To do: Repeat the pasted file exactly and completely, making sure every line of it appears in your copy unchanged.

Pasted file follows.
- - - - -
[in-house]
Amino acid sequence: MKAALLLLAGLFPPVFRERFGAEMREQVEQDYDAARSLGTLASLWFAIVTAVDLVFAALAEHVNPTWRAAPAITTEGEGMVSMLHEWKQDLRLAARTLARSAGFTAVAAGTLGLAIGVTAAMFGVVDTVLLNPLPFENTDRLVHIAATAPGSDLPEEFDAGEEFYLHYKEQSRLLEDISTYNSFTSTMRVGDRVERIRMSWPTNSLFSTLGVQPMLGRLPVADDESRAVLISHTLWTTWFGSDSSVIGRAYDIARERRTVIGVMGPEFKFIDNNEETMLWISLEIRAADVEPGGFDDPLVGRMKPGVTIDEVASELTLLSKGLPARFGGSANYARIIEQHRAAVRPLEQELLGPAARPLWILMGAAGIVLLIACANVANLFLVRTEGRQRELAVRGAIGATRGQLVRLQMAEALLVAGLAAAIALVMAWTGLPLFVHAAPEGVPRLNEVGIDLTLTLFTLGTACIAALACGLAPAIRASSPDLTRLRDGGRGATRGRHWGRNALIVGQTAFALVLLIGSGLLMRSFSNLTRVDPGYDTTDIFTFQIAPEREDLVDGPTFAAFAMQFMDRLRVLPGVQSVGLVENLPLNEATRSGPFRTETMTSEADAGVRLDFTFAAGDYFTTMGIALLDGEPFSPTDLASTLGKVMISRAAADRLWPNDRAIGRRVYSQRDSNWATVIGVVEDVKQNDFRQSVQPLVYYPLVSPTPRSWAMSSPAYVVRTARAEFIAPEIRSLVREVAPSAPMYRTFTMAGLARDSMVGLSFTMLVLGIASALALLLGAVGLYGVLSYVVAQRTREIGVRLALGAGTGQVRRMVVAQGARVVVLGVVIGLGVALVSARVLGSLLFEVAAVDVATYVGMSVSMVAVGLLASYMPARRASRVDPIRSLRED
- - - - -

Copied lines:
[in-house]
Amino acid sequence: MKAALLLLAGLFPPVFRERFGAEMREQVEQDYDAARSLGTLASLWFAIVTAVDLVFAALAEHVNPTWRAAPAITTEGEGMVSMLHEWKQDLRLAARTLARSAGFTAVAAGTLGLAIGVTAAMFGVVDTVLLNPLPFENTDRLVHIAATAPGSDLPEEFDAGEEFYLHYKEQSRLLEDISTYNSFTSTMRVGDRVERIRMSWPTNSLFSTLGVQPMLGRLPVADDESRAVLISHTLWTTWFGSDSSVIGRAYDIARERRTVIGVMGPEFKFIDNNEETMLWISLEIRAADVEPGGFDDPLVGRMKPGVTIDEVASELTLLSKGLPARFGGSANYARIIEQHRAAVRPLEQELLGPAARPLWILMGAAGIVLLIACANVANLFLVRTEGRQRELAVRGAIGATRGQLVRLQMAEALLVAGLAAAIALVMAWTGLPLFVHAAPEGVPRLNEVGIDLTLTLFTLGTACIAALACGLAPAIRASSPDLTRLRDGGRGATRGRHWGRNALIVGQTAFALVLLIGSGLLMRSFSNLTRVDPGYDTTDIFTFQIAPEREDLVDGPTFAAFAMQFMDRLRVLPGVQSVGLVENLPLNEATRSGPFRTETMTSEADAGVRLDFTFAAGDYFTTMGIALLDGEPFSPTDLASTLGKVMISRAAADRLWPNDRAIGRRVYSQRDSNWATVIGVVEDVKQNDFRQSVQPLVYYPLVSPTPRSWAMSSPAYVVRTARAEFIAPEIRSLVREVAPSAPMYRTFTMAGLARDSMVGLSFTMLVLGIASALALLLGAVGLYGVLSYVVAQRTREIGVRLALGAGTGQVRRMVVAQGARVVVLGVVIGLGVALVSARVLGSLLFEVAAVDVATYVGMSVSMVAVGLLASYMPARRASRVDPIRSLRED